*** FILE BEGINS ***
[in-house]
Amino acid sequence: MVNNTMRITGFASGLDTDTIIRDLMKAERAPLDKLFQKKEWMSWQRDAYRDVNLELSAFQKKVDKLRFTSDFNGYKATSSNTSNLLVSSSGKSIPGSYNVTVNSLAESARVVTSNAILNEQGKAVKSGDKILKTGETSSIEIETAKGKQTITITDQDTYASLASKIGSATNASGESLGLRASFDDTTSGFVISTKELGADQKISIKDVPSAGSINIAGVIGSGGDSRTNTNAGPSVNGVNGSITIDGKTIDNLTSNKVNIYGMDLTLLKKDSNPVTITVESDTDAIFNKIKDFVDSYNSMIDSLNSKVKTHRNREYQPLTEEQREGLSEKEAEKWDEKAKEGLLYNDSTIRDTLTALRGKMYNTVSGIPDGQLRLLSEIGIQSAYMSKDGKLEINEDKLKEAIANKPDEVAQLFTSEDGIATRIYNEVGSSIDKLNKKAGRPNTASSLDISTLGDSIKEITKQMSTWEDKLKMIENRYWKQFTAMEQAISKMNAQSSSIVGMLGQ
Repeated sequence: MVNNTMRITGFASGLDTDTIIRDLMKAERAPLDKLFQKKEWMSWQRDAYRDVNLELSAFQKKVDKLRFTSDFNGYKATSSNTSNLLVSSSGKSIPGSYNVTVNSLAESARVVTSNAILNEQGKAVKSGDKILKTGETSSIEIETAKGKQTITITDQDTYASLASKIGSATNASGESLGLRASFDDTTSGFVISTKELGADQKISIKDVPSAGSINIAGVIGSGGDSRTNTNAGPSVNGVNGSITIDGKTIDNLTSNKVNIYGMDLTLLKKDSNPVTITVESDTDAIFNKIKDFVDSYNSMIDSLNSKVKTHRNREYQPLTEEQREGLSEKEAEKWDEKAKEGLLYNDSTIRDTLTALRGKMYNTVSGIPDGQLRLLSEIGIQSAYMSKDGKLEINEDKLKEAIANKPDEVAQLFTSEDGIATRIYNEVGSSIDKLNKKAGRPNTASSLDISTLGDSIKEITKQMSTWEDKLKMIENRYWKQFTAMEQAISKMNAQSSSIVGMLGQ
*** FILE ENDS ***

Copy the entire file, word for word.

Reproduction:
[in-house]
Amino acid sequence: MVNNTMRITGFASGLDTDTIIRDLMKAERAPLDKLFQKKEWMSWQRDAYRDVNLELSAFQKKVDKLRFTSDFNGYKATSSNTSNLLVSSSGKSIPGSYNVTVNSLAESARVVTSNAILNEQGKAVKSGDKILKTGETSSIEIETAKGKQTITITDQDTYASLASKIGSATNASGESLGLRASFDDTTSGFVISTKELGADQKISIKDVPSAGSINIAGVIGSGGDSRTNTNAGPSVNGVNGSITIDGKTIDNLTSNKVNIYGMDLTLLKKDSNPVTITVESDTDAIFNKIKDFVDSYNSMIDSLNSKVKTHRNREYQPLTEEQREGLSEKEAEKWDEKAKEGLLYNDSTIRDTLTALRGKMYNTVSGIPDGQLRLLSEIGIQSAYMSKDGKLEINEDKLKEAIANKPDEVAQLFTSEDGIATRIYNEVGSSIDKLNKKAGRPNTASSLDISTLGDSIKEITKQMSTWEDKLKMIENRYWKQFTAMEQAISKMNAQSSSIVGMLGQ
Repeated sequence: MVNNTMRITGFASGLDTDTIIRDLMKAERAPLDKLFQKKEWMSWQRDAYRDVNLELSAFQKKVDKLRFTSDFNGYKATSSNTSNLLVSSSGKSIPGSYNVTVNSLAESARVVTSNAILNEQGKAVKSGDKILKTGETSSIEIETAKGKQTITITDQDTYASLASKIGSATNASGESLGLRASFDDTTSGFVISTKELGADQKISIKDVPSAGSINIAGVIGSGGDSRTNTNAGPSVNGVNGSITIDGKTIDNLTSNKVNIYGMDLTLLKKDSNPVTITVESDTDAIFNKIKDFVDSYNSMIDSLNSKVKTHRNREYQPLTEEQREGLSEKEAEKWDEKAKEGLLYNDSTIRDTLTALRGKMYNTVSGIPDGQLRLLSEIGIQSAYMSKDGKLEINEDKLKEAIANKPDEVAQLFTSEDGIATRIYNEVGSSIDKLNKKAGRPNTASSLDISTLGDSIKEITKQMSTWEDKLKMIENRYWKQFTAMEQAISKMNAQSSSIVGMLGQ